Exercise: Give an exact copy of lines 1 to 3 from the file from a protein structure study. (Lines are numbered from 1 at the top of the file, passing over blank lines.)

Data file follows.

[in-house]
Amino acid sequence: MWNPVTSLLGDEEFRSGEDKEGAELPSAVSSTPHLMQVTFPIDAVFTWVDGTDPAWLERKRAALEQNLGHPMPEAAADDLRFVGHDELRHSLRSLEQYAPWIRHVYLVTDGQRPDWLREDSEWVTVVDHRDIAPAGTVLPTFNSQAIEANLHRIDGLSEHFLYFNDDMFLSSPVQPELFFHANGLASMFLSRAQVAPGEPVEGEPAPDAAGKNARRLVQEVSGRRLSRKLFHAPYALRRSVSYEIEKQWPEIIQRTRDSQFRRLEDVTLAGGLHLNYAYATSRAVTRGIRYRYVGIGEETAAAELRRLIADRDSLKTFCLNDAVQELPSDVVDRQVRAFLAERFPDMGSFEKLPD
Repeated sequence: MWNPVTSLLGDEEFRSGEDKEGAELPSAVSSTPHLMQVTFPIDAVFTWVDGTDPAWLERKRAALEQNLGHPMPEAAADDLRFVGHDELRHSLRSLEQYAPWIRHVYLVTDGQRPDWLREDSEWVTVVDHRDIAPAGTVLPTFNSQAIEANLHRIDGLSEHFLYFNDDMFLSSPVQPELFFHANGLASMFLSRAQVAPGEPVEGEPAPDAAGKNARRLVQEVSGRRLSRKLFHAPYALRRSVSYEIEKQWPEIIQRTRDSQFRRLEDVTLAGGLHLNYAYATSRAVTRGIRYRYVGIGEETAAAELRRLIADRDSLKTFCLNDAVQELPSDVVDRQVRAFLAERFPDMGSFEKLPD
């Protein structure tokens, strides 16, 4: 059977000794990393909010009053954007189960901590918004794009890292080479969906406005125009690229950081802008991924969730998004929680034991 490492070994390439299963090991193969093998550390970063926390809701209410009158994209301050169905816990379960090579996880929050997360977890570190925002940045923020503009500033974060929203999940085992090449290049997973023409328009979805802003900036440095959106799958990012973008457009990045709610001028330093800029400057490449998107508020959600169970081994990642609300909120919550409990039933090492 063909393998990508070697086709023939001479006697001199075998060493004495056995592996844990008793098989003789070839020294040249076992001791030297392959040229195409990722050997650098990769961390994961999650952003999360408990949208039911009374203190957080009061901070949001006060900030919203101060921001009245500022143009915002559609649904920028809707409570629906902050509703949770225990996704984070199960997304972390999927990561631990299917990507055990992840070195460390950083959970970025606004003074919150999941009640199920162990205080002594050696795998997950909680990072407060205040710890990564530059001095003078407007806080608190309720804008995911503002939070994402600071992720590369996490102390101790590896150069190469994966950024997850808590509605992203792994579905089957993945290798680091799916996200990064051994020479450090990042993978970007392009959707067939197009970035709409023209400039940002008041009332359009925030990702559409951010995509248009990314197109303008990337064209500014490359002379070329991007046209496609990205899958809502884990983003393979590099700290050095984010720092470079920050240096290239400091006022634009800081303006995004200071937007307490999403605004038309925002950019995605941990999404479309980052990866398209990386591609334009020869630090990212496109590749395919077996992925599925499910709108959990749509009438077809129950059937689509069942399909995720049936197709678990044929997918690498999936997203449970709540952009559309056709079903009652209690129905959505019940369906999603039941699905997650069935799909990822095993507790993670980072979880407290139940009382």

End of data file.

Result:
[in-house]
Amino acid sequence: MWNPVTSLLGDEEFRSGEDKEGAELPSAVSSTPHLMQVTFPIDAVFTWVDGTDPAWLERKRAALEQNLGHPMPEAAADDLRFVGHDELRHSLRSLEQYAPWIRHVYLVTDGQRPDWLREDSEWVTVVDHRDIAPAGTVLPTFNSQAIEANLHRIDGLSEHFLYFNDDMFLSSPVQPELFFHANGLASMFLSRAQVAPGEPVEGEPAPDAAGKNARRLVQEVSGRRLSRKLFHAPYALRRSVSYEIEKQWPEIIQRTRDSQFRRLEDVTLAGGLHLNYAYATSRAVTRGIRYRYVGIGEETAAAELRRLIADRDSLKTFCLNDAVQELPSDVVDRQVRAFLAERFPDMGSFEKLPD
Repeated sequence: MWNPVTSLLGDEEFRSGEDKEGAELPSAVSSTPHLMQVTFPIDAVFTWVDGTDPAWLERKRAALEQNLGHPMPEAAADDLRFVGHDELRHSLRSLEQYAPWIRHVYLVTDGQRPDWLREDSEWVTVVDHRDIAPAGTVLPTFNSQAIEANLHRIDGLSEHFLYFNDDMFLSSPVQPELFFHANGLASMFLSRAQVAPGEPVEGEPAPDAAGKNARRLVQEVSGRRLSRKLFHAPYALRRSVSYEIEKQWPEIIQRTRDSQFRRLEDVTLAGGLHLNYAYATSRAVTRGIRYRYVGIGEETAAAELRRLIADRDSLKTFCLNDAVQELPSDVVDRQVRAFLAERFPDMGSFEKLPD